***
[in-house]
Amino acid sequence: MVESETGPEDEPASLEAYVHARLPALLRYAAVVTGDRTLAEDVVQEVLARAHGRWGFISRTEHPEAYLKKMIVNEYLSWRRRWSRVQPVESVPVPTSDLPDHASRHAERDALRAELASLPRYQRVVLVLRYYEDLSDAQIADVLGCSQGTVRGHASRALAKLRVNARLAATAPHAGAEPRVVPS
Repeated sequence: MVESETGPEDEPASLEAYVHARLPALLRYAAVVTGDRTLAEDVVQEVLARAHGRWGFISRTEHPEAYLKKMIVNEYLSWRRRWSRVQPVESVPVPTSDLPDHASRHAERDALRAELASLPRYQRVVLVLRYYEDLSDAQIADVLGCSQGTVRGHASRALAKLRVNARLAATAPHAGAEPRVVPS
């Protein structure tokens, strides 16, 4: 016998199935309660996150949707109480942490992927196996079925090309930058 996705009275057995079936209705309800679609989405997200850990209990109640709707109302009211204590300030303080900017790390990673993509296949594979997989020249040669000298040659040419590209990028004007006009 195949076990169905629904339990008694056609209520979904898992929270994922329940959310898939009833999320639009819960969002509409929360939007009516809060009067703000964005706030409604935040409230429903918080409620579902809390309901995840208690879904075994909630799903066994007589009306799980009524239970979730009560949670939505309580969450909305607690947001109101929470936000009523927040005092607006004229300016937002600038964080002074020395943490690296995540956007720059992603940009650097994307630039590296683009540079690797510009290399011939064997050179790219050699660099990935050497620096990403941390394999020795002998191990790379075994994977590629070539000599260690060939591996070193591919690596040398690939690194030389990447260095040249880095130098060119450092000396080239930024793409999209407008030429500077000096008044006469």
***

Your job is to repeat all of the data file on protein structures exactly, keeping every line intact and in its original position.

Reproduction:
[in-house]
Amino acid sequence: MVESETGPEDEPASLEAYVHARLPALLRYAAVVTGDRTLAEDVVQEVLARAHGRWGFISRTEHPEAYLKKMIVNEYLSWRRRWSRVQPVESVPVPTSDLPDHASRHAERDALRAELASLPRYQRVVLVLRYYEDLSDAQIADVLGCSQGTVRGHASRALAKLRVNARLAATAPHAGAEPRVVPS
Repeated sequence: MVESETGPEDEPASLEAYVHARLPALLRYAAVVTGDRTLAEDVVQEVLARAHGRWGFISRTEHPEAYLKKMIVNEYLSWRRRWSRVQPVESVPVPTSDLPDHASRHAERDALRAELASLPRYQRVVLVLRYYEDLSDAQIADVLGCSQGTVRGHASRALAKLRVNARLAATAPHAGAEPRVVPS
């Protein structure tokens, strides 16, 4: 016998199935309660996150949707109480942490992927196996079925090309930058 996705009275057995079936209705309800679609989405997200850990209990109640709707109302009211204590300030303080900017790390990673993509296949594979997989020249040669000298040659040419590209990028004007006009 195949076990169905629904339990008694056609209520979904898992929270994922329940959310898939009833999320639009819960969002509409929360939007009516809060009067703000964005706030409604935040409230429903918080409620579902809390309901995840208690879904075994909630799903066994007589009306799980009524239970979730009560949670939505309580969450909305607690947001109101929470936000009523927040005092607006004229300016937002600038964080002074020395943490690296995540956007720059992603940009650097994307630039590296683009540079690797510009290399011939064997050179790219050699660099990935050497620096990403941390394999020795002998191990790379075994994977590629070539000599260690060939591996070193591919690596040398690939690194030389990447260095040249880095130098060119450092000396080239930024793409999209407008030429500077000096008044006469």